This Way Up for Saturday 30 April 2016
'Mechanical doping' in cycling, gene-edited foods, and IQ tests: what can they tell us?
Professional cycling has been dogged by allegations of cheating for decades - now the cheats are getting even more creative.
After years of rumour, denial and innuendo, the Lance Armstrong affair uncovered the full extent of doping in the sport. Now cycling is facing another threat to its credibility - the news that some riders are using tiny motors inside their bike frame to give them an edge over their purely pedal-powered rivals.
A 19 year old Belgian cyclo cross rider was busted at the recent world champs, and has just been fined and suspended from the sport for 6 years by the International Cycling Union. The BBC is calling it 'the first case of motorised doping in cycling'.
Ian Austen has been looking at the history of mechanical doping in pro cycling. He says that although this may be the first modern case, some early riders in the Tour de France were disqualified after they got towed along by cars using thin piano wires!
An IQ test measures your intelligence – but what else can it say about an individual?
"Perhaps the most arresting finding is that IQ scores taken in childhood are predictive of mortality. Smarter people live longer, and this association is still there after controlling for social class" - Stuart Ritchie.
There is evidence linking higher IQ scores with better school performance, career success, a higher income, living for longer and having better physical and mental health.
That's where things start getting complicated because – as scientists like reminding us – correlation does not equal causation. So could a high IQ score just be a handy indicator or proxy for things like better childhood nutrition, your upbringing and your relative wealth?
Stuart Ritchie is a postdoctoral fellow in cognitive ageing at the University of Edinburgh who calls IQ tests "...some of the most reliable and valid instruments in all of psychological science".
He's working with a treasure trove of old Scottish records that are providing some great insights into how well people age, and how IQ can be used as a health predictor for later life.
"We need IQ tests to help us understand how the brain ages, and how we can help it age more healthily. We need IQ tests to help us work out how to boost people's intelligence, and thus to boost their productivity. Perhaps, above all, IQ tests are one of the tools with which psychologists can dissect and examine human intelligence: we'd be extremely unwise to continue to ignore their insights" - Stuart Ritchie.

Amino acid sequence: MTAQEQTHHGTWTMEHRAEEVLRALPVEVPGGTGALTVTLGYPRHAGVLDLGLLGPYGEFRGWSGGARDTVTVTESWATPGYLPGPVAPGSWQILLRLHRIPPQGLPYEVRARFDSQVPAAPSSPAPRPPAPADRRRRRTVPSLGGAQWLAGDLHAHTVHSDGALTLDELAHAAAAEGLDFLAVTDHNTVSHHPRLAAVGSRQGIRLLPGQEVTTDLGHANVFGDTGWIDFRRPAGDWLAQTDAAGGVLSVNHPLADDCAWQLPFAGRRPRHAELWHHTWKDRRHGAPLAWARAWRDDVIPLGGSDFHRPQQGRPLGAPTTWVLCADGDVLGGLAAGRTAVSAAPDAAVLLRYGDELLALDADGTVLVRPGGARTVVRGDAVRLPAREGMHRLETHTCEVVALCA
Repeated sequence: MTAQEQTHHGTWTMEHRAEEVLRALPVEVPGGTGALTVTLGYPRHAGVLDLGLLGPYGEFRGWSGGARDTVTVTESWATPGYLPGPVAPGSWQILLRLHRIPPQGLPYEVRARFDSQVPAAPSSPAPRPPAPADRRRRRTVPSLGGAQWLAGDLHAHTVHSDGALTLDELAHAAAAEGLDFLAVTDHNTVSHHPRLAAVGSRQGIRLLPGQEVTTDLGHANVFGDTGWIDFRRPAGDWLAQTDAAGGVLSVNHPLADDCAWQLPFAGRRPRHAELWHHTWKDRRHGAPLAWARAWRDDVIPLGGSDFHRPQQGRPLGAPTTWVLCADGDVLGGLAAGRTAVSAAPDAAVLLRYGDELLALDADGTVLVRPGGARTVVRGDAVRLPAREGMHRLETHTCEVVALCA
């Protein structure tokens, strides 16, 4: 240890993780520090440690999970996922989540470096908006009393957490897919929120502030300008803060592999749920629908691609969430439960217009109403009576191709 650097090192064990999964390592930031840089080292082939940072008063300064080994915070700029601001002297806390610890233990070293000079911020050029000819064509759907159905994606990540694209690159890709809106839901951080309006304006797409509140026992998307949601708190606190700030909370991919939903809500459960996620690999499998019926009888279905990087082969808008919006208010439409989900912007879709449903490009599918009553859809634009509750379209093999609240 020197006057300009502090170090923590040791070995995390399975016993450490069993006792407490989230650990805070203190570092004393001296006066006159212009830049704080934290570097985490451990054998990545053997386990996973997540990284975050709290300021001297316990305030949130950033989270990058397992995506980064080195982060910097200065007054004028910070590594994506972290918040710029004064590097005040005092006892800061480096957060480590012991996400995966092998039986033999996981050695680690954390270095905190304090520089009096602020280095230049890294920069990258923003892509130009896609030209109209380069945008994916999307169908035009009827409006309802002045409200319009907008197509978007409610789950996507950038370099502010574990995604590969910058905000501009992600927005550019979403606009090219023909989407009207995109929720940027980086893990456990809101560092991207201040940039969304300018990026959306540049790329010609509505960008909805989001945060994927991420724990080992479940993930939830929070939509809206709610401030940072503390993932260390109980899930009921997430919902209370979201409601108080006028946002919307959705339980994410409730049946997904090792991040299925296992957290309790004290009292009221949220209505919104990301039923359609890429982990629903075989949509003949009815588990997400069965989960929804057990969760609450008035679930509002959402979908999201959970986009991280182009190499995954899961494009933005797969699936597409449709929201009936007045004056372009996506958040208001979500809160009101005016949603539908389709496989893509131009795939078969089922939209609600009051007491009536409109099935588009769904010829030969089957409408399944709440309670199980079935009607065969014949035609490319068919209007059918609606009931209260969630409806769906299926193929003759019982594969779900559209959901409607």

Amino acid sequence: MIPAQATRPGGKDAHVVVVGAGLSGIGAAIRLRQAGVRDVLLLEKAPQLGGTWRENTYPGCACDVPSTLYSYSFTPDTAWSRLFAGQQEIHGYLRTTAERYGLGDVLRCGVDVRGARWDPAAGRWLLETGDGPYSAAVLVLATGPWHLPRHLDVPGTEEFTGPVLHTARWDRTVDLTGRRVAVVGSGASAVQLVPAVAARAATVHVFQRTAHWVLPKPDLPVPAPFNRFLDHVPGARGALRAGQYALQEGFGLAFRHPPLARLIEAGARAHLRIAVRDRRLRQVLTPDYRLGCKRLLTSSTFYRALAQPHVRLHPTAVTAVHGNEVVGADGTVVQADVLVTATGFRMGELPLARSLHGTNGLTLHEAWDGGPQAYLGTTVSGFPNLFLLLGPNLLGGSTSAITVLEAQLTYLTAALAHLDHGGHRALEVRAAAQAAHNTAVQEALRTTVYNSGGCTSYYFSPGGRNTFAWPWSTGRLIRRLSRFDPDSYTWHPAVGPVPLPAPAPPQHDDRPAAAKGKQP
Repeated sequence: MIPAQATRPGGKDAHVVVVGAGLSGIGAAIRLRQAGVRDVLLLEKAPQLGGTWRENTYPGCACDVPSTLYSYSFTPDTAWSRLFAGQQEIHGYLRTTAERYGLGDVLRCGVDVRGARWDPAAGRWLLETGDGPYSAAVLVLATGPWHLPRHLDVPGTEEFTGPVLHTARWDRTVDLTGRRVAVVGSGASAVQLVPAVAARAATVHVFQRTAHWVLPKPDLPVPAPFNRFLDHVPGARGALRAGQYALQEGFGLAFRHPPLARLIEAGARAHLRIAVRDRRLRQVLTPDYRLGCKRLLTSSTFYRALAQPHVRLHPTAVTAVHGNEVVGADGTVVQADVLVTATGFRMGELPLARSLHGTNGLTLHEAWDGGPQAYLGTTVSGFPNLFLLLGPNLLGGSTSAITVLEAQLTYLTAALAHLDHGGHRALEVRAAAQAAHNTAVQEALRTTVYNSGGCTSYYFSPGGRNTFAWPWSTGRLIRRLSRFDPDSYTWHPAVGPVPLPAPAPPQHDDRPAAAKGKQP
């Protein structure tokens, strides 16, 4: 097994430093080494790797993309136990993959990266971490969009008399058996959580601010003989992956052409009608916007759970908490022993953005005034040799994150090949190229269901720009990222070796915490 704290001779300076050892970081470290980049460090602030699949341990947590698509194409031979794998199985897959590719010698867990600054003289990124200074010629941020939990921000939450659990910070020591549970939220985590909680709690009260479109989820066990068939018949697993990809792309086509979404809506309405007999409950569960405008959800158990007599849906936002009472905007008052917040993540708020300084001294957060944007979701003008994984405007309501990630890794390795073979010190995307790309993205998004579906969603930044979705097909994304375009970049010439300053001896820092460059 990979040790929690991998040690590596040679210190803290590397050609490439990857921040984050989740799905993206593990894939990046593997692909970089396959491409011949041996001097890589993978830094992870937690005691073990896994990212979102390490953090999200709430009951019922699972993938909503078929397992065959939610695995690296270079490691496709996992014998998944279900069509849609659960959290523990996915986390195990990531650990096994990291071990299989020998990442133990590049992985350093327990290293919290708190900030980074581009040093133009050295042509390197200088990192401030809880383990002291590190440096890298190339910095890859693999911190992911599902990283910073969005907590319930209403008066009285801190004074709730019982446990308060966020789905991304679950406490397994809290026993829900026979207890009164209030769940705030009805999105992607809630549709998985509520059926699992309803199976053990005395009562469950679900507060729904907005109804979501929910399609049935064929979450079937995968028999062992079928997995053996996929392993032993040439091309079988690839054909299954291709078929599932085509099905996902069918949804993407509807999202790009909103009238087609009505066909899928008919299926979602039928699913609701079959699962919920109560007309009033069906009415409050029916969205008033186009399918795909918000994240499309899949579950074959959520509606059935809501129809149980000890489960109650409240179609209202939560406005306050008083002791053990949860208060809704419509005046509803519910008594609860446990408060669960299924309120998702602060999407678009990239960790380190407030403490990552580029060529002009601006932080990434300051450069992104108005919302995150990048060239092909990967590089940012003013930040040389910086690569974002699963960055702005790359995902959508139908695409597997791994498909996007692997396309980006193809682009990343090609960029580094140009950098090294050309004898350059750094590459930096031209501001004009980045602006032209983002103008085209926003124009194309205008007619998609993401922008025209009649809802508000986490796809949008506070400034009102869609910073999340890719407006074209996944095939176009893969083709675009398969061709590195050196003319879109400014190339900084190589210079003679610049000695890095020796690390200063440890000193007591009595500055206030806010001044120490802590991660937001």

A white button mushroom that won't brown as quickly as conventional fungi (when kept in the fridge) could become the first gene-edited food to go on sale in the US.
The button mushroom's genes were edited using CRISPR-Cas9 – a molecular cut-and-paste technology that is revolutionising the world of genetic science and challenging existing GMO regulations around the world.
The US Department of Agriculture has said it will not stop these mushrooms being grown commercially as no genetic material was added, so technically it has not been genetically modified. Yet the mushrooms could still be banned by the US Envronmental Protection Agency or the US Food and Drug Administration.
The decision has re-ignited the debate about the regulation, ethical implications and health impacts of genetically modified food. Governments around the world are grappling with how to regulate gene editing technology as it becomes more readily available. You can now buy gene editing kits online for under US$100 and a growing band of DIY geneticists and biohackers are trying it out themselves at home.
She talks with Simon Morton:
Drone buyer's guide; tech news: chatbots, PledgeMe, and Spark's Lightbox offer; and science: new contraceptives and genes that make you look older.
George Block of consumer.org.nz has been testing drones.
A drone can set you back anywhere from a few hundred to well over one thousand dollars.
What are the best models? And what regulations do you need to comply with to fly one here in New Zealand?
Technology correspondent Peter Griffin on the rise of the 'chatbots'; using artificial intelligence to simulate responses and conversations on a social network or customer service website near you.
Also the local crowdfunding platform PledgeMe moves into peer-to-peer lending, and Spark says it will keep giving away its online video streaming service Lightbox to all home broadband customers.
It's another development in the complex and rapidly evolving video streaming on demand market, with Sky's internet TV service Neon about to go HD and launch an app for Apple TV, and the Australian parent company of streaming service Quickflix going into voluntary administration. Meanwhile, Netflix's crackdown on local consumers using VPNs to access an expanded catalogue could lead to an exodus of subscribers.
Dr Chris Smith of The Naked Scientists with the latest science news.
This week, a new form of contraceptive and fertility treatment in one. Writing in Science Translational Medicine, Matteo Avella and his colleagues have developed a coating made from parts of the outer shell of human eggs to trap sperm and prevent fertilisation in mice. The same tool could also be useful in selecting the fittest sperm for fertility treatments.
And genes that make you look old. A gene that adds two years to your appearance has been documented by scientists studying people in the Netherlands and the UK.